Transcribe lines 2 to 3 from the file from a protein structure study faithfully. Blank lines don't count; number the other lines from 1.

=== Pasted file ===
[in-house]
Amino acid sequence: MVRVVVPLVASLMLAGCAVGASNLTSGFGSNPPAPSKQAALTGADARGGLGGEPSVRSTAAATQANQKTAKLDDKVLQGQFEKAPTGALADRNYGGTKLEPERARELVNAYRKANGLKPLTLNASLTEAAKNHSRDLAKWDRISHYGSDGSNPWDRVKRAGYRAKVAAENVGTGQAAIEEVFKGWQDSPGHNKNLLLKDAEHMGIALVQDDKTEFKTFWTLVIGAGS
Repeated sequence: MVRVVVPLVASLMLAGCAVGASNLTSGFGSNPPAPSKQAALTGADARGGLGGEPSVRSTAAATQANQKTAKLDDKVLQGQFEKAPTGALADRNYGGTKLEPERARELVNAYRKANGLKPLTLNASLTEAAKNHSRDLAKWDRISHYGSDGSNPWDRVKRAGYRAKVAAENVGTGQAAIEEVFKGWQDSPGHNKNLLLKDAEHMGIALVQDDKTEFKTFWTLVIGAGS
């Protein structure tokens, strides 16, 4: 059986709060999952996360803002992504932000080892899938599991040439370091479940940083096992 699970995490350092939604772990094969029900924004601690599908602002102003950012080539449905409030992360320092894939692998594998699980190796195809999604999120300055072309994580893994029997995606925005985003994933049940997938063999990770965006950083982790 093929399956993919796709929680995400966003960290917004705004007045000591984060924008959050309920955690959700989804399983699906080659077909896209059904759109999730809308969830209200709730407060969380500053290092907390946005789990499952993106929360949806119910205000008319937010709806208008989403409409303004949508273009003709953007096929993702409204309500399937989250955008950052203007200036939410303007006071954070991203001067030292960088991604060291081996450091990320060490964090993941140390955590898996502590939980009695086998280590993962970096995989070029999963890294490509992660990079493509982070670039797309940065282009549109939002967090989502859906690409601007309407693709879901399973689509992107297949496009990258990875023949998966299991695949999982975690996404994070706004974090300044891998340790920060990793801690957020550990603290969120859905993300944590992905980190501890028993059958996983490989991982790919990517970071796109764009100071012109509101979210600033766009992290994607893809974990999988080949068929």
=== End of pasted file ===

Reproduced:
Amino acid sequence: MVRVVVPLVASLMLAGCAVGASNLTSGFGSNPPAPSKQAALTGADARGGLGGEPSVRSTAAATQANQKTAKLDDKVLQGQFEKAPTGALADRNYGGTKLEPERARELVNAYRKANGLKPLTLNASLTEAAKNHSRDLAKWDRISHYGSDGSNPWDRVKRAGYRAKVAAENVGTGQAAIEEVFKGWQDSPGHNKNLLLKDAEHMGIALVQDDKTEFKTFWTLVIGAGS
Repeated sequence: MVRVVVPLVASLMLAGCAVGASNLTSGFGSNPPAPSKQAALTGADARGGLGGEPSVRSTAAATQANQKTAKLDDKVLQGQFEKAPTGALADRNYGGTKLEPERARELVNAYRKANGLKPLTLNASLTEAAKNHSRDLAKWDRISHYGSDGSNPWDRVKRAGYRAKVAAENVGTGQAAIEEVFKGWQDSPGHNKNLLLKDAEHMGIALVQDDKTEFKTFWTLVIGAGS